Articles | Volume 17, issue 4
Atmos. Chem. Phys., 17, 2795–2816, 2017
https://doi.org/10.5194/acp-17-2795-2017
Atmos. Chem. Phys., 17, 2795–2816, 2017
https://doi.org/10.5194/acp-17-2795-2017

Research article 23 Feb 2017

Research article | 23 Feb 2017

Global emissions of fluorinated greenhouse gases 2005–2050 with abatement potentials and costs

Pallav Purohit and Lena Höglund-Isaksson Pallav Purohit and Lena Höglund-Isaksson
  • International Institute for Applied Systems Analysis (IIASA), Laxenburg, Austria

Abstract. This study uses the GAINS model framework to estimate current and future emissions of fluorinated greenhouse gases (F-gases), their abatement potentials, and costs for twenty source sectors and 162 countries and regions, which are aggregated to produce global estimates. Global F-gas (HFCs, PFCs, and SF6) emissions are estimated at 0.7 Pg CO2 eq.  in 2005 with an expected increase to 3.7 Pg CO2 eq.  in 2050 if application of control technology remains at the current level. There are extensive opportunities to reduce emissions using existing technology and alternative substances with low global warming potential. Estimates show that it would be technically feasible to reduce cumulative F-gas emissions from 81 to 11 Pg CO2 eq.  between 2018 and 2050. A reduction in cumulative emissions to 23 Pg CO2 eq.  is estimated to be possible at a marginal abatement cost below 10 EUR t−1 CO2 eq. We also find that future F-gas abatement is expected to become relatively more costly for developing than developed countries due to differences in the sector contribution to emissions and abatement potentials.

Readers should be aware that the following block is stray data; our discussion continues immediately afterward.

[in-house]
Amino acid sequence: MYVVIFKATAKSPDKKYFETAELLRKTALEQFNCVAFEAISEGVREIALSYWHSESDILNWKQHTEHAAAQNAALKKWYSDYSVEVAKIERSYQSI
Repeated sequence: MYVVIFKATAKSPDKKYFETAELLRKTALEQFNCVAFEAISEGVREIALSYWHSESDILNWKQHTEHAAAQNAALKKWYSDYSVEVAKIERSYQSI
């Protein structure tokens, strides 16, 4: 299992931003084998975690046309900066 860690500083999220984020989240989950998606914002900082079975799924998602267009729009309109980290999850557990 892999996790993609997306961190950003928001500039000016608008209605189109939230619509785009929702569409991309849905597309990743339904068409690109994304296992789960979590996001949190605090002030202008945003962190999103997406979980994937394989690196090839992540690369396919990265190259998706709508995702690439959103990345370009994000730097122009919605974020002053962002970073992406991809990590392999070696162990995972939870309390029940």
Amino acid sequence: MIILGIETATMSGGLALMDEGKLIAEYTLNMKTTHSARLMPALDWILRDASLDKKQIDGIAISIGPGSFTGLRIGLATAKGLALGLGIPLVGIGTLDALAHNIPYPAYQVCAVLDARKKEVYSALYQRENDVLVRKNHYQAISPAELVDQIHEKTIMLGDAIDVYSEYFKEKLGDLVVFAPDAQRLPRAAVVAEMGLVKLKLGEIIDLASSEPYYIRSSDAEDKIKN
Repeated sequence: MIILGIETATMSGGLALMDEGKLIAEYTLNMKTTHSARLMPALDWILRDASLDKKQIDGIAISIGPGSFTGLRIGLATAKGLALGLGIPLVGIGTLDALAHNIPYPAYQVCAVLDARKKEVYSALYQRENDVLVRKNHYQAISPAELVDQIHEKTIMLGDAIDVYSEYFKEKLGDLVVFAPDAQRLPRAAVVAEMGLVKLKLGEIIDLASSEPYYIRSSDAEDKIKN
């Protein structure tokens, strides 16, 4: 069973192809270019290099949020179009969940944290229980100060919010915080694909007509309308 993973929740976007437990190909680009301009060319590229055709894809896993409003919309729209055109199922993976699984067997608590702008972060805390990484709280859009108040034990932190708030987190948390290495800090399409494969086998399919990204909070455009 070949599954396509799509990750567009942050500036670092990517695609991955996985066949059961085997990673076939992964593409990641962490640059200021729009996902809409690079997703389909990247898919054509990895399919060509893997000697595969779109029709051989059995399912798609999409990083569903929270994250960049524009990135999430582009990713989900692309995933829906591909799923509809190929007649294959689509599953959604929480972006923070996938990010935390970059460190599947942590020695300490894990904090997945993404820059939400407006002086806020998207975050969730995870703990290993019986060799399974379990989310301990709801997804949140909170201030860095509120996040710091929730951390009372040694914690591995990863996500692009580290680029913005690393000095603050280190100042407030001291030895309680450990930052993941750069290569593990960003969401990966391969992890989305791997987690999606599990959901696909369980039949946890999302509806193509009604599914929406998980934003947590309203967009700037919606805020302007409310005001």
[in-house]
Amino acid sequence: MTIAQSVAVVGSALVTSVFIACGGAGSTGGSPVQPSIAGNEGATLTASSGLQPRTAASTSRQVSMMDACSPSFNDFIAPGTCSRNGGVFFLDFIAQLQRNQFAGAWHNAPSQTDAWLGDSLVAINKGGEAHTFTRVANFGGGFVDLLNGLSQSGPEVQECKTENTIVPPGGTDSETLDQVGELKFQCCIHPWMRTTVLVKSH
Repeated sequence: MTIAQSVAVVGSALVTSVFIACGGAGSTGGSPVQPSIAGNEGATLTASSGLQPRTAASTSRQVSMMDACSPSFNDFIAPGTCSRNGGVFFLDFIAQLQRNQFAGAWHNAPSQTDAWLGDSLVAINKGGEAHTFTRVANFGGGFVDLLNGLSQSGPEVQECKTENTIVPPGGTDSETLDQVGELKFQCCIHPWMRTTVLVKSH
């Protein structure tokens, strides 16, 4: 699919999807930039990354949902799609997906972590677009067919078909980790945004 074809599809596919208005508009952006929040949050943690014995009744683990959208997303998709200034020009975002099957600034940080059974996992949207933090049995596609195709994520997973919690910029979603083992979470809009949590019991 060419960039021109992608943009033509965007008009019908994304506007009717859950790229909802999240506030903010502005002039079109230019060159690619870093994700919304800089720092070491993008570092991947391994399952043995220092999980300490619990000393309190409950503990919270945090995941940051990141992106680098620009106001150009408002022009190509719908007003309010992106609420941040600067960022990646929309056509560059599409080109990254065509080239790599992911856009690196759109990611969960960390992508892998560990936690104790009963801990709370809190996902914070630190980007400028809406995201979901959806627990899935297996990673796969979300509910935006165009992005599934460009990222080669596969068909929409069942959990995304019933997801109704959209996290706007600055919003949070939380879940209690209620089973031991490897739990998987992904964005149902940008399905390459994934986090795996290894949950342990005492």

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Short summary
Fluorinated gas (F-gas) emissions have increased significantly in recent years and are expected to rise further due to increased demand for cooling services. This study uses a bottom-up approach to assess global F-gas emissions and their abatement potentials and costs for 2005–2050. In the long run F-gas emissions can be almost eliminated using existing alternative options, although achieving deep cuts in emissions is found to be relatively more expensive in developing than developed countries.
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